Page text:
My basic point is that I don't really see why I should have to pay more when he's not doing anything. Most importantly, the lack of a roof inspection makes me concerned, since I'd much rather he get that done before we, his top-floor renters, have to deal with a flood.
posted by cobaltnine at 9:46 AM on June 2, 2009

Ah, the location info helps.

Tenant negotiations have no weight whatsoever unless you 1. have time to move and 2. the ability to move.

You are a bit late on this process, then! But it can be salvaged.

You should tell your landlord that, given the market, you are not willing to have a rent increase on this lease renewal: "I am fairly happy here but I do not find it worth an x% raise in the rent."

The cost to the landlord of losing one or two or three months rent whilst finding a new tenant is surely higher than the cost by not getting your rent raised by x percentage.

Your landlord will react either well or poorly to this! But it is worth doing. You can also ask about what he intends to do about the roof. But that is not necessarily your bargaining tactic. Finally, you certainly do not have to disclose any changes in your income. (THIS DOES NOT CONSTITUTE PROFESSIONAL ADVICE, I AM NOT A BROKER OR AN ATTORNEY, DISCLAIMER ETC. ETC.)
posted by RJ Reynolds at 11:13 AM on June 2, 2009

Sigh: "surely higher than the LOSS INCURRED by not getting your rent raised"

English. Whatever!
posted by RJ Reynolds at 11:14 AM on June 2, 2009

My guess is that your complaint about the appearance of the exterior isn't going to cut any ice. Painting the exterior of the house is a huge hassle and/or a very expensive job--especially with the detailed features you describe. Undoubtedly the house would look nicer if it were clean and well-painted, and it's good for the physical integrity of the house in the long run to have a good paint job. But I suspect that your aesthetic objections are going to carry minimal weight in your landlord's decisionmaking.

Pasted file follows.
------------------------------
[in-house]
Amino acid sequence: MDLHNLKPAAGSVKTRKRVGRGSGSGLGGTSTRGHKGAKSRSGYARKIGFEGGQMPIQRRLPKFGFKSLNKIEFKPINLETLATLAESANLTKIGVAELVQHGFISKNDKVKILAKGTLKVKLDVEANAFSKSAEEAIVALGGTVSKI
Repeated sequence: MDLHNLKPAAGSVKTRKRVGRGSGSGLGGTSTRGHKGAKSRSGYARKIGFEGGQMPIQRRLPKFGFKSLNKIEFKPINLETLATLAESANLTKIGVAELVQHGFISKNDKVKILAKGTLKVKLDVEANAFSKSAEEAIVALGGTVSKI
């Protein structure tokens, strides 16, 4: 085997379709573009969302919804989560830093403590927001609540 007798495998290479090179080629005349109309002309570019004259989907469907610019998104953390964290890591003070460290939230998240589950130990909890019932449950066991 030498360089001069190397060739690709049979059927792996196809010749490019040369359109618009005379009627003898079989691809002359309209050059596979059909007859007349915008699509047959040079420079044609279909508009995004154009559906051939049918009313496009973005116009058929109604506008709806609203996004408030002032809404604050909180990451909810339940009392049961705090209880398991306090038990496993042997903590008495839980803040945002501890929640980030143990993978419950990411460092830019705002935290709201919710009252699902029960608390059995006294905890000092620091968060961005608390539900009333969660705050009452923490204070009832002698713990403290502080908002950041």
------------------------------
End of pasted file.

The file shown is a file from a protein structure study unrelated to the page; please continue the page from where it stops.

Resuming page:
The roof is a different question. Does it look like it's in bad shape from the outside? Did you notice any leaking or water before your landlord painted it? (Why would your LL know about water on your ceiling if you didn't, and you've been there for two years?) If you seriously think it's likely to be a problem, raise your concern and see what your LL does.

More than likely, your local area has laws requiring your LL to provide an environment free from leaks and other physical problems like that. There's nothing that requires your LL to make your place pretty on the outside.

My basic point is that I don't really see why I should have to pay more when he's not doing anything.

You may not have the whole picture, either. What's going on with the property taxes in your town? The insurance on the building? Maybe he's soaking you--or maybe his expenses are going up, too. I know insurance rates out where I am have gone way up, as a result of the stock market going south and insurance companies trying to recoup their losses.

My advice is: If you've been a good, reliable, responsible tenant, that's worth something in itself. You could tell your LL (without giving specifics) that your income has dropped a bit, you'd like to stay there, but a rent increase would be a hardship. Turning over a unit is a big hassle, too, so maybe he'd rather have you stay than go through the trouble of finding a new tenant.

Good luck going forward--I hope the income situation turns around soon, too.
posted by Sublimity at 5:33 PM on June 2, 2009

It's old and there's heavy flaking in parts.

For this, and the roof, you may want to see into what city code requirements exist.

But for your negotiation, you will probably have to choose between "low rent" and "upkeep" as far as what you can expect to get out of the landlord. Be adamant about one, and flexible on the other, and you'll be more likely to get partial satisfaction.
posted by dhartung at 9:34 PM on June 2, 2009

« Older Needs More RAM?   |   What books do people proselytize about? Newer »
This thread is closed to new comments.